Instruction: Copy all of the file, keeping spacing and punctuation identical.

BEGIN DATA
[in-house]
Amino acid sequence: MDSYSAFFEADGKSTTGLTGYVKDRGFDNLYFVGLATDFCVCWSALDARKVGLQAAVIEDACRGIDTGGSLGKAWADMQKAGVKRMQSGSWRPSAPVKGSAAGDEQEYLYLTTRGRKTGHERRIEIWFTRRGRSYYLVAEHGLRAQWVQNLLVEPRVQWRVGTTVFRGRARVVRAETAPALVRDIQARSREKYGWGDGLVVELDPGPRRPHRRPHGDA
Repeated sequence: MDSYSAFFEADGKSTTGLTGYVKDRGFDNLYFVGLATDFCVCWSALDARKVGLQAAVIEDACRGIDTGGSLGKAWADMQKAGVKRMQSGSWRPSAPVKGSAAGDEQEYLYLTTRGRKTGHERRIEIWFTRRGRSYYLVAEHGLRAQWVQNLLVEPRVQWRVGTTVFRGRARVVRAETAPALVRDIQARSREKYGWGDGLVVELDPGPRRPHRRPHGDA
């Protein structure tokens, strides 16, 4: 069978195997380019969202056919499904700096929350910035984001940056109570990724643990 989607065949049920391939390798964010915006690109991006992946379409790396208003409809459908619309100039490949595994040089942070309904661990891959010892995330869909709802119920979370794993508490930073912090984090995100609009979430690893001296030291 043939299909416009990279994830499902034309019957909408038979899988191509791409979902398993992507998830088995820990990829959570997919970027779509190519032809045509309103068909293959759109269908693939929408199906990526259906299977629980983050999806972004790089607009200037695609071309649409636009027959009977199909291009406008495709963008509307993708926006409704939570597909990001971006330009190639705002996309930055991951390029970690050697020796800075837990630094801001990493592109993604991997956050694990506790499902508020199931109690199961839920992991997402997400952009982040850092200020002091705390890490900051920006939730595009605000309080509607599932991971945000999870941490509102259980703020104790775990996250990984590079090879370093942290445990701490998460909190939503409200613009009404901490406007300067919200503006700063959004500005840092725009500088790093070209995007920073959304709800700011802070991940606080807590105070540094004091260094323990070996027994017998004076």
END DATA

[in-house]
Amino acid sequence: MDSYSAFFEADGKSTTGLTGYVKDRGFDNLYFVGLATDFCVCWSALDARKVGLQAAVIEDACRGIDTGGSLGKAWADMQKAGVKRMQSGSWRPSAPVKGSAAGDEQEYLYLTTRGRKTGHERRIEIWFTRRGRSYYLVAEHGLRAQWVQNLLVEPRVQWRVGTTVFRGRARVVRAETAPALVRDIQARSREKYGWGDGLVVELDPGPRRPHRRPHGDA
Repeated sequence: MDSYSAFFEADGKSTTGLTGYVKDRGFDNLYFVGLATDFCVCWSALDARKVGLQAAVIEDACRGIDTGGSLGKAWADMQKAGVKRMQSGSWRPSAPVKGSAAGDEQEYLYLTTRGRKTGHERRIEIWFTRRGRSYYLVAEHGLRAQWVQNLLVEPRVQWRVGTTVFRGRARVVRAETAPALVRDIQARSREKYGWGDGLVVELDPGPRRPHRRPHGDA
């Protein structure tokens, strides 16, 4: 069978195997380019969202056919499904700096929350910035984001940056109570990724643990 989607065949049920391939390798964010915006690109991006992946379409790396208003409809459908619309100039490949595994040089942070309904661990891959010892995330869909709802119920979370794993508490930073912090984090995100609009979430690893001296030291 043939299909416009990279994830499902034309019957909408038979899988191509791409979902398993992507998830088995820990990829959570997919970027779509190519032809045509309103068909293959759109269908693939929408199906990526259906299977629980983050999806972004790089607009200037695609071309649409636009027959009977199909291009406008495709963008509307993708926006409704939570597909990001971006330009190639705002996309930055991951390029970690050697020796800075837990630094801001990493592109993604991997956050694990506790499902508020199931109690199961839920992991997402997400952009982040850092200020002091705390890490900051920006939730595009605000309080509607599932991971945000999870941490509102259980703020104790775990996250990984590079090879370093942290445990701490998460909190939503409200613009009404901490406007300067919200503006700063959004500005840092725009500088790093070209995007920073959304709800700011802070991940606080807590105070540094004091260094323990070996027994017998004076």